Mad Dog's Reviews > Zeitoun

Zeitoun by Dave Eggers
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Jan 11, 11

bookshelves: book-club
Recommended to Mad Dog by: Book Nook Book Club Read, Jan 2011
Recommended for: nobody
Read from December 23, 2010 to January 02, 2011

For me, this book is the "monkey in the middle", never get quite catching the ball. This book is not an exhaustive thorough investigative report, although it contains some elements of that. This book is not a very personal book, although it is a chronological 'personal' account of 'Katrina' that follows the Zeitoun family. The author Eggers translates the Zeitouns' tales (primarily the husband but some of the wife) into a chronological tale of their Katrina ordeal. But it is written in Eggers' voice. I didn't find it to be very personal, mainly because the reverant storytelling largely is like so: "Zeitoun got up. Zeitoun prays. Zeitoun eats eggs for breakfast. Zeitoun goes to feed the dogs ..." I am exaggerating a bit, but you get the idea. The focus is on the chronology and not on the 'personal'. I would rather skip the details and find out what his prayer was. To Egger's credit, he sometimes does this type of thing (let us in on the content of Abdulrahman Zeitoun's prayers), but the emphasis is mainly on the chronology and the literal. If the storytelling was more personal, it would have less of a reverent tone. No interesting people go around dealing with themselves so reverently, so Eggers' translation loses the 'keep it real' factor. Where is the edginess/personality that Eggers displayed in A Heartbreaking Work of Staggering Genius? I know that Eggers is trying to keep his own personality out of the story, but it felt like he also often kept the Zeitouns' personality out of the book.

So this book ends up (for me) being a stretched magazine article. There is some good stuff here, but there is a lot of times you want to "put the phone down" and not listen to the literal details.

This book is haunted for me by two books that I recently read: Where Men Win Glory: The Odyssey of Pat Tilman and Picking Cotton. Those two books especially apply here because Where Men Win Glory includes a very thorough investigation of our government's bungling and cover-up related to Pat Tillman's death. There was plenty of bungling and cover-up involved with our government's handling of Katrina. Picking Cotton includes a compelling personal account (written in Ronald Cotton's 'voice' with the help of a writer) of the wrongful imprisonment of Ronald Cotton, which obviously applies to Abdulrahman Zeitoun. So I view this book as the "monkey in the middle" (not very thorough or personal) between these other two books.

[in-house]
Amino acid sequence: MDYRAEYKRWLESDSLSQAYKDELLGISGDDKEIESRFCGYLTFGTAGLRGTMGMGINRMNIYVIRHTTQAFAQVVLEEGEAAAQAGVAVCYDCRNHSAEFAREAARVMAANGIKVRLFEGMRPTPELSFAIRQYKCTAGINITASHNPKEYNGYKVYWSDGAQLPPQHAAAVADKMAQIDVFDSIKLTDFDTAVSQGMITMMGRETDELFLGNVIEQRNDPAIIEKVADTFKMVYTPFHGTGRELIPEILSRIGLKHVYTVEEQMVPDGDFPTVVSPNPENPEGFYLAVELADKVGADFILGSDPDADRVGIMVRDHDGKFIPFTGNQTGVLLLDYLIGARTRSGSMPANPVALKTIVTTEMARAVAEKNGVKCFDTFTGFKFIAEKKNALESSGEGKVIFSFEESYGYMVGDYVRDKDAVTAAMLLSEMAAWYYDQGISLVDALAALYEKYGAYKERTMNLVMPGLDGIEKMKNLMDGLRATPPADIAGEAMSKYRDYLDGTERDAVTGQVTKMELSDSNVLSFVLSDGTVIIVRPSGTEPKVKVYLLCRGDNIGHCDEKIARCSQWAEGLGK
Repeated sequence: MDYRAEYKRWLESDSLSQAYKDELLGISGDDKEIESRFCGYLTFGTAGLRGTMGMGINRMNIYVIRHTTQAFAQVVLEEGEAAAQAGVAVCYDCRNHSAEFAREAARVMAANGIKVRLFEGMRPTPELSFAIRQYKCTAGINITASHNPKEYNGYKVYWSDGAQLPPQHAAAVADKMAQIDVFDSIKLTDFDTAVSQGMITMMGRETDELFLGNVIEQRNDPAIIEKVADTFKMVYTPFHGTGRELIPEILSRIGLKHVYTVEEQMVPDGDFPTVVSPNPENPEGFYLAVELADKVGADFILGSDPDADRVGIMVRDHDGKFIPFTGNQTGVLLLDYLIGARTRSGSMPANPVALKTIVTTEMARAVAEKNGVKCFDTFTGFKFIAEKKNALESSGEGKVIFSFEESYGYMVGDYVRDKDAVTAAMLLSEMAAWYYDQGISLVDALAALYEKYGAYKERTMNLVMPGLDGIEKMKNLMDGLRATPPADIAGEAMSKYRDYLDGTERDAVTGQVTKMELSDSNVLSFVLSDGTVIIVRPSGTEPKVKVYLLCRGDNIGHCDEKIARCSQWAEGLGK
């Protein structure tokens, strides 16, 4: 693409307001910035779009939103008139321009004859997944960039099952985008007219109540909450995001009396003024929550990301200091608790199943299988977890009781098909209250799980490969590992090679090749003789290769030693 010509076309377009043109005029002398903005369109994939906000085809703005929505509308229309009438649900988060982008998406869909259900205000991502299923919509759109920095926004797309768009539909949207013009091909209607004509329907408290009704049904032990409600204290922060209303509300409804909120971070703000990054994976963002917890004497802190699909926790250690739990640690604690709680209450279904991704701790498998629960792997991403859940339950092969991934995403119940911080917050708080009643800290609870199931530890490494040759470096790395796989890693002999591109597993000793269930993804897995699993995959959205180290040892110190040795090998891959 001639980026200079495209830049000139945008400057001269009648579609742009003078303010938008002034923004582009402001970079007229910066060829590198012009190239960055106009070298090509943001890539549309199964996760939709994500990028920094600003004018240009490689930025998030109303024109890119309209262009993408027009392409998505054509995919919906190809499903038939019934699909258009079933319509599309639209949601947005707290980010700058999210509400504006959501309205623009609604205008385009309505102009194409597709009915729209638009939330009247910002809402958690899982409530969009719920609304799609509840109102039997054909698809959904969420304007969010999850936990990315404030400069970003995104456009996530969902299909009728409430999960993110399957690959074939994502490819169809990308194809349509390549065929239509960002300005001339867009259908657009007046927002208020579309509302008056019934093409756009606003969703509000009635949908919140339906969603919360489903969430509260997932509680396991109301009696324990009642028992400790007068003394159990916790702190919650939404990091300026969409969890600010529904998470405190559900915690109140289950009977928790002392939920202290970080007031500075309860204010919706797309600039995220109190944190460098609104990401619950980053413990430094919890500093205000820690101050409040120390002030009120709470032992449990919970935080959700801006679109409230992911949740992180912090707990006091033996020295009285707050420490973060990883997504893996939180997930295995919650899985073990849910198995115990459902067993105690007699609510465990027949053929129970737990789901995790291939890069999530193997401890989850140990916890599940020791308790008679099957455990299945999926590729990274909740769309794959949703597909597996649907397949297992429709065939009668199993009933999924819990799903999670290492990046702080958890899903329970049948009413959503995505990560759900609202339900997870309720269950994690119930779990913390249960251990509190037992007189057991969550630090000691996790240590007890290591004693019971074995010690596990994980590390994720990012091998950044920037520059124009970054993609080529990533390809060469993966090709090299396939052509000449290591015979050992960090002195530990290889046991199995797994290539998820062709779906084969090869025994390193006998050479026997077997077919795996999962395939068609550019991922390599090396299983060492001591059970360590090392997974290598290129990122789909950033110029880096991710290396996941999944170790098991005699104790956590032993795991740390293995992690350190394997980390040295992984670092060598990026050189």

For better 'Zeitoun' reading, there is a Muslim website (goatmilkblog.com) that contains a short interview with Abdulrahman and Kathy Zeitoun. For me, it is a great interview of the Zeitouns (they were together during the interview) and the interview exuded the personalities of the Zeitouns that I found missing in the book.

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Spoilers follow.
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Another way that I look at this book is that it is a book of frustrating 'dead ends' and one 'false beginning'. The 'false beginning' is the abrupt happy ending. It felt 'tacked on' (like the book was required to have a happy ending). The ending included a very short account of Abdulrahman Zeitoun's optimism over the rebuilding of New Orleans. From a business standpoint, as New Orleans 'improves' Abdulrahman Zeitoun will prosper as he bought a lot of property 'on the cheap' after Katrina. After the overlong negativity in this book, Eggers appended a short little 'unearned' positive postscript. I say 'unearned' because there was really no build-up to the positive ending in the book. After going over (in detail)Abdulrahman's wrongful imprisonment, Eggers totally omits the trial from the book. The trial (since it was where the 'wrongs were righted') could have been used as a build-up to a positive ending. Near the end of this book, Abdulrahman's wife was having some serious health issues. But that was discarded (not to stand in the way of the book's happy ending). The final part of the book was written in such a way that it seemed that Abdulrahman and his wife Kathy were estranged. Their ending stories are not really integrated with each other.